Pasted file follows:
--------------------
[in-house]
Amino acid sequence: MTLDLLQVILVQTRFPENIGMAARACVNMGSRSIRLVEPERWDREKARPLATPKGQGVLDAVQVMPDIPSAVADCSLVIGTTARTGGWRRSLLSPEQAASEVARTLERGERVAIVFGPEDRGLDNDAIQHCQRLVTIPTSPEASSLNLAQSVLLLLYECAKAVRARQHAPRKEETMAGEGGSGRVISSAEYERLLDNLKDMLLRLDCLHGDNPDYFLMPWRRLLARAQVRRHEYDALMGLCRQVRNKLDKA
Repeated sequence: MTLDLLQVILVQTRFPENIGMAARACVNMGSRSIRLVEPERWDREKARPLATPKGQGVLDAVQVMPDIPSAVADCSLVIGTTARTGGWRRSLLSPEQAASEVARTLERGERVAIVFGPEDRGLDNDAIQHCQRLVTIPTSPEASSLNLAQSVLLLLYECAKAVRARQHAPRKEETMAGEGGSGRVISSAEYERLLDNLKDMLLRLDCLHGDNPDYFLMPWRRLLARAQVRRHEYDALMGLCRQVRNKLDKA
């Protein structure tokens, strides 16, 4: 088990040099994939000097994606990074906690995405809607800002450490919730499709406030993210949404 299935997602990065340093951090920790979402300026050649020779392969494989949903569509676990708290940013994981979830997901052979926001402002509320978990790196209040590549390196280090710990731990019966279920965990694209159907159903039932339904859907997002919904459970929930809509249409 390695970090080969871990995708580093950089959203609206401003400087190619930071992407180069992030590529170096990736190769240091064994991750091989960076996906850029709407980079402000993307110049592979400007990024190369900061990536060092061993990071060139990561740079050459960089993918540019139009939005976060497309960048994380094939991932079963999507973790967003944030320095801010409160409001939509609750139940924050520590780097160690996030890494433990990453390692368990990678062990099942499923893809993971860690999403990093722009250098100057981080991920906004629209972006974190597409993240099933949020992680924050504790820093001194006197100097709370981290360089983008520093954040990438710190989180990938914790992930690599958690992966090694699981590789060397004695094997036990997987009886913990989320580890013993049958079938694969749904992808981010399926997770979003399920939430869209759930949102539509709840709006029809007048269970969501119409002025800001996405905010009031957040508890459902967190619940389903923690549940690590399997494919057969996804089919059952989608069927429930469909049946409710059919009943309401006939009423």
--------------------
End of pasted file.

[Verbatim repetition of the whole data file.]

[in-house]
Amino acid sequence: MTLDLLQVILVQTRFPENIGMAARACVNMGSRSIRLVEPERWDREKARPLATPKGQGVLDAVQVMPDIPSAVADCSLVIGTTARTGGWRRSLLSPEQAASEVARTLERGERVAIVFGPEDRGLDNDAIQHCQRLVTIPTSPEASSLNLAQSVLLLLYECAKAVRARQHAPRKEETMAGEGGSGRVISSAEYERLLDNLKDMLLRLDCLHGDNPDYFLMPWRRLLARAQVRRHEYDALMGLCRQVRNKLDKA
Repeated sequence: MTLDLLQVILVQTRFPENIGMAARACVNMGSRSIRLVEPERWDREKARPLATPKGQGVLDAVQVMPDIPSAVADCSLVIGTTARTGGWRRSLLSPEQAASEVARTLERGERVAIVFGPEDRGLDNDAIQHCQRLVTIPTSPEASSLNLAQSVLLLLYECAKAVRARQHAPRKEETMAGEGGSGRVISSAEYERLLDNLKDMLLRLDCLHGDNPDYFLMPWRRLLARAQVRRHEYDALMGLCRQVRNKLDKA
């Protein structure tokens, strides 16, 4: 088990040099994939000097994606990074906690995405809607800002450490919730499709406030993210949404 299935997602990065340093951090920790979402300026050649020779392969494989949903569509676990708290940013994981979830997901052979926001402002509320978990790196209040590549390196280090710990731990019966279920965990694209159907159903039932339904859907997002919904459970929930809509249409 390695970090080969871990995708580093950089959203609206401003400087190619930071992407180069992030590529170096990736190769240091064994991750091989960076996906850029709407980079402000993307110049592979400007990024190369900061990536060092061993990071060139990561740079050459960089993918540019139009939005976060497309960048994380094939991932079963999507973790967003944030320095801010409160409001939509609750139940924050520590780097160690996030890494433990990453390692368990990678062990099942499923893809993971860690999403990093722009250098100057981080991920906004629209972006974190597409993240099933949020992680924050504790820093001194006197100097709370981290360089983008520093954040990438710190989180990938914790992930690599958690992966090694699981590789060397004695094997036990997987009886913990989320580890013993049958079938694969749904992808981010399926997770979003399920939430869209759930949102539509709840709006029809007048269970969501119409002025800001996405905010009031957040508890459902967190619940389903923690549940690590399997494919057969996804089919059952989608069927429930469909049946409710059919009943309401006939009423």